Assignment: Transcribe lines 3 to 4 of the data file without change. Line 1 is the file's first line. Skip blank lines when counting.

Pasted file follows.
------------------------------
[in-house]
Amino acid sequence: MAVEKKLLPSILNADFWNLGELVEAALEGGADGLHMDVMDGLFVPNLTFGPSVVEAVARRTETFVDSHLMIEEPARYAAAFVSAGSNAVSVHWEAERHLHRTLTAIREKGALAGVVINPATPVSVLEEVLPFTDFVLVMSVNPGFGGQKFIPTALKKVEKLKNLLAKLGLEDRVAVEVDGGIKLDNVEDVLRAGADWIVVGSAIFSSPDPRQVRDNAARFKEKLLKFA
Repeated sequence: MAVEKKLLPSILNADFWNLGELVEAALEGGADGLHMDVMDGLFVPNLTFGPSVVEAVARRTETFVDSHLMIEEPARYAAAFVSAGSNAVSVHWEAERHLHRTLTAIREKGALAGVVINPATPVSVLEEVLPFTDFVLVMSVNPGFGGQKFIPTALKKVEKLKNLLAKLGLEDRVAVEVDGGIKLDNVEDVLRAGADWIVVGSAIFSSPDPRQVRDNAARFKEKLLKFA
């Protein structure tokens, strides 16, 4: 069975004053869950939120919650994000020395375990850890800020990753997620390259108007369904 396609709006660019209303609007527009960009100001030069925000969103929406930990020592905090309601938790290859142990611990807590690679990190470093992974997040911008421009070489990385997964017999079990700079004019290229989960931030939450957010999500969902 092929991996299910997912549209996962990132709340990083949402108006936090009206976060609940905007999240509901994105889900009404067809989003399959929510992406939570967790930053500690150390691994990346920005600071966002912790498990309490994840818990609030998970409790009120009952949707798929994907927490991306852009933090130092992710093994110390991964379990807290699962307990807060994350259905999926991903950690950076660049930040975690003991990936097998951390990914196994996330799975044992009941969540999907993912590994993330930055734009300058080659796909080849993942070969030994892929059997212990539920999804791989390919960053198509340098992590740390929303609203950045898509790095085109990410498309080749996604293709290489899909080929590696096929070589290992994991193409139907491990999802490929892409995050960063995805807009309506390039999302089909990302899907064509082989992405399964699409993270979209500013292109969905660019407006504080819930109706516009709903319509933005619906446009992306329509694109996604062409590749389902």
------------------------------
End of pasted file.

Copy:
Repeated sequence: MAVEKKLLPSILNADFWNLGELVEAALEGGADGLHMDVMDGLFVPNLTFGPSVVEAVARRTETFVDSHLMIEEPARYAAAFVSAGSNAVSVHWEAERHLHRTLTAIREKGALAGVVINPATPVSVLEEVLPFTDFVLVMSVNPGFGGQKFIPTALKKVEKLKNLLAKLGLEDRVAVEVDGGIKLDNVEDVLRAGADWIVVGSAIFSSPDPRQVRDNAARFKEKLLKFA
């Protein structure tokens, strides 16, 4: 069975004053869950939120919650994000020395375990850890800020990753997620390259108007369904 396609709006660019209303609007527009960009100001030069925000969103929406930990020592905090309601938790290859142990611990807590690679990190470093992974997040911008421009070489990385997964017999079990700079004019290229989960931030939450957010999500969902 092929991996299910997912549209996962990132709340990083949402108006936090009206976060609940905007999240509901994105889900009404067809989003399959929510992406939570967790930053500690150390691994990346920005600071966002912790498990309490994840818990609030998970409790009120009952949707798929994907927490991306852009933090130092992710093994110390991964379990807290699962307990807060994350259905999926991903950690950076660049930040975690003991990936097998951390990914196994996330799975044992009941969540999907993912590994993330930055734009300058080659796909080849993942070969030994892929059997212990539920999804791989390919960053198509340098992590740390929303609203950045898509790095085109990410498309080749996604293709290489899909080929590696096929070589290992994991193409139907491990999802490929892409995050960063995805807009309506390039999302089909990302899907064509082989992405399964699409993270979209500013292109969905660019407006504080819930109706516009709903319509933005619906446009992306329509694109996604062409590749389902």